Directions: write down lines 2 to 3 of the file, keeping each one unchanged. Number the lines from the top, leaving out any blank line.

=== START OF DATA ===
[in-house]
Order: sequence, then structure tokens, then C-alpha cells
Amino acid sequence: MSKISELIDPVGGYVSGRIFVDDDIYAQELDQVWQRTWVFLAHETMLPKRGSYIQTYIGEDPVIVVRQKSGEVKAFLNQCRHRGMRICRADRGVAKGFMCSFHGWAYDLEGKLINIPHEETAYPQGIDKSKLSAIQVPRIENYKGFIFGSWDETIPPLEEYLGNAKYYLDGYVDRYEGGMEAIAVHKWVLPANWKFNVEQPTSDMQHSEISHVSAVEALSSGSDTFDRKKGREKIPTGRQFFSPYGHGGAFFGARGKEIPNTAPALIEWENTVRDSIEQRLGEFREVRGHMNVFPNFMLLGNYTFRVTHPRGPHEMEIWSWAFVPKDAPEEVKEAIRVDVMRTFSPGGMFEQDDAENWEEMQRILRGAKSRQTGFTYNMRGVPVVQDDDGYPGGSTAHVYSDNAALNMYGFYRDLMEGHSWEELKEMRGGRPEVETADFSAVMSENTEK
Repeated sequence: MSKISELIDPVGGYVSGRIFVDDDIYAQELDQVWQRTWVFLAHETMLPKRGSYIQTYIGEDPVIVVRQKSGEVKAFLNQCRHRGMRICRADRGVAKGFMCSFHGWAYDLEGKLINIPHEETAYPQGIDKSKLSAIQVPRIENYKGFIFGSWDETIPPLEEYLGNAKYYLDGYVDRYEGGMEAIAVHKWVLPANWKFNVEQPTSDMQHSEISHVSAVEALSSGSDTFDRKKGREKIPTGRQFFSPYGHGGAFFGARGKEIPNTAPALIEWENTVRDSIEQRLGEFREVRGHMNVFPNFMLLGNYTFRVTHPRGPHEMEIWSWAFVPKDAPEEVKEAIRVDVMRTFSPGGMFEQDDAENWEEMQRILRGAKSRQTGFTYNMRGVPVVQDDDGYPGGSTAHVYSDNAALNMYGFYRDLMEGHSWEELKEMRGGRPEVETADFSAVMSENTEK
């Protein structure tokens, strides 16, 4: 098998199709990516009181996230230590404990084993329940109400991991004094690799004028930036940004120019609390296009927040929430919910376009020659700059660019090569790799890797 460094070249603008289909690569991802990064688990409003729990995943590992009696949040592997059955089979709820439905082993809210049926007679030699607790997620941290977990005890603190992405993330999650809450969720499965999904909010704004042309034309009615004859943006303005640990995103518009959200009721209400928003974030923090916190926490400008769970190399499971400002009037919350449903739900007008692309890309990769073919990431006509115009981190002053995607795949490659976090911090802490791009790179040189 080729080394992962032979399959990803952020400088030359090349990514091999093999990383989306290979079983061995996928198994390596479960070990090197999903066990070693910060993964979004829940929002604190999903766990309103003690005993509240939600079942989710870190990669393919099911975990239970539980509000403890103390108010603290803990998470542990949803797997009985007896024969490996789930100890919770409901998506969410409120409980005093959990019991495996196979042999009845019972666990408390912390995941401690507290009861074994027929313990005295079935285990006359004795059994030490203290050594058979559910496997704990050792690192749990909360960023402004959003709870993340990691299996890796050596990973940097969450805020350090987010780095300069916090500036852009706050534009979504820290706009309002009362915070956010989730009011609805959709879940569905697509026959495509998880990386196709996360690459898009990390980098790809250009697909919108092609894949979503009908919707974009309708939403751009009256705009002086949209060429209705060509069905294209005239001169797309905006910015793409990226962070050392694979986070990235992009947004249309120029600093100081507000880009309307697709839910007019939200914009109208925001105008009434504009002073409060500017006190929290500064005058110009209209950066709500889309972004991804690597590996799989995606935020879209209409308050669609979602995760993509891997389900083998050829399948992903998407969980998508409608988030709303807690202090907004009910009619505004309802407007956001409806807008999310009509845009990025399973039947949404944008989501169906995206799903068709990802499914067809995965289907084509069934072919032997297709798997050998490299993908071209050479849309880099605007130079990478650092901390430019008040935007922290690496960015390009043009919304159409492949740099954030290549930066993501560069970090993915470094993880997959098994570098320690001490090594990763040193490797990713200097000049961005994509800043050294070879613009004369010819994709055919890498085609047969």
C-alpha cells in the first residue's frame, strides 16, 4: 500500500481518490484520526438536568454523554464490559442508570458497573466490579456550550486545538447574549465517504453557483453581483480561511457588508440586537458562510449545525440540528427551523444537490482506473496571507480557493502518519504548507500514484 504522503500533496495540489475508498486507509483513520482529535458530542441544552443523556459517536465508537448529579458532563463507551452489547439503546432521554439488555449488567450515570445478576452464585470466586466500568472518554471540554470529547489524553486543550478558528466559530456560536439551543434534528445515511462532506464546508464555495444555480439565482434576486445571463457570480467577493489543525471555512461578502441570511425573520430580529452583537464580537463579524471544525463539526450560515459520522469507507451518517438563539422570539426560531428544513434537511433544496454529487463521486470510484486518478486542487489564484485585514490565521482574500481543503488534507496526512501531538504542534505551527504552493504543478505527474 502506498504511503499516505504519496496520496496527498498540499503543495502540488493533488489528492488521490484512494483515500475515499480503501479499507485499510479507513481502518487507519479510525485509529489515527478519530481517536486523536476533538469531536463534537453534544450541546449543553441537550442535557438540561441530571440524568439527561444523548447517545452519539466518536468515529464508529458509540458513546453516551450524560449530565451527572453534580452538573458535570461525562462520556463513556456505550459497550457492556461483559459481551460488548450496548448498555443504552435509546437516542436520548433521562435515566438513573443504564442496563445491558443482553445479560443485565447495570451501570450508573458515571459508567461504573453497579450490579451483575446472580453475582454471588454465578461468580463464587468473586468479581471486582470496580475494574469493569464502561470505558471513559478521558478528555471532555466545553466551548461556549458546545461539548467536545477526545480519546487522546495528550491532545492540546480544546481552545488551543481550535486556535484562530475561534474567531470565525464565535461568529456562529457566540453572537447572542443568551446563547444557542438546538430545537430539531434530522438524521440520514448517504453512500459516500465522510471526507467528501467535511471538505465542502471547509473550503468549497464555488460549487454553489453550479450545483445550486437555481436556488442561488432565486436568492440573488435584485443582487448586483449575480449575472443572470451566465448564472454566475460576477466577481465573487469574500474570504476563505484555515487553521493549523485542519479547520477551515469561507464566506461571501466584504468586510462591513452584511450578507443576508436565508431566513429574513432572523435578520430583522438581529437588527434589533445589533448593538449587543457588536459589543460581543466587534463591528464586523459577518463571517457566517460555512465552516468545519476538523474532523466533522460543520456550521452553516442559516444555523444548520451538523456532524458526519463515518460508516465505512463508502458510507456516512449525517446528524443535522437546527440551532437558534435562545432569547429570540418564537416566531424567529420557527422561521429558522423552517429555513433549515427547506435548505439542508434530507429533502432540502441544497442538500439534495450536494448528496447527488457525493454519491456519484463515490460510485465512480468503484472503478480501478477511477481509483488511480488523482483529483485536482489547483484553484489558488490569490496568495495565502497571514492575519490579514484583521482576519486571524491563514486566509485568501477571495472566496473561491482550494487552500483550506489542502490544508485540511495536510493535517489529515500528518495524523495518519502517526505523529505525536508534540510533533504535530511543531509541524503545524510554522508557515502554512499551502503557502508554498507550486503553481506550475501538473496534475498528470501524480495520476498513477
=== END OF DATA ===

Order: sequence, then structure tokens, then C-alpha cells
Amino acid sequence: MSKISELIDPVGGYVSGRIFVDDDIYAQELDQVWQRTWVFLAHETMLPKRGSYIQTYIGEDPVIVVRQKSGEVKAFLNQCRHRGMRICRADRGVAKGFMCSFHGWAYDLEGKLINIPHEETAYPQGIDKSKLSAIQVPRIENYKGFIFGSWDETIPPLEEYLGNAKYYLDGYVDRYEGGMEAIAVHKWVLPANWKFNVEQPTSDMQHSEISHVSAVEALSSGSDTFDRKKGREKIPTGRQFFSPYGHGGAFFGARGKEIPNTAPALIEWENTVRDSIEQRLGEFREVRGHMNVFPNFMLLGNYTFRVTHPRGPHEMEIWSWAFVPKDAPEEVKEAIRVDVMRTFSPGGMFEQDDAENWEEMQRILRGAKSRQTGFTYNMRGVPVVQDDDGYPGGSTAHVYSDNAALNMYGFYRDLMEGHSWEELKEMRGGRPEVETADFSAVMSENTEK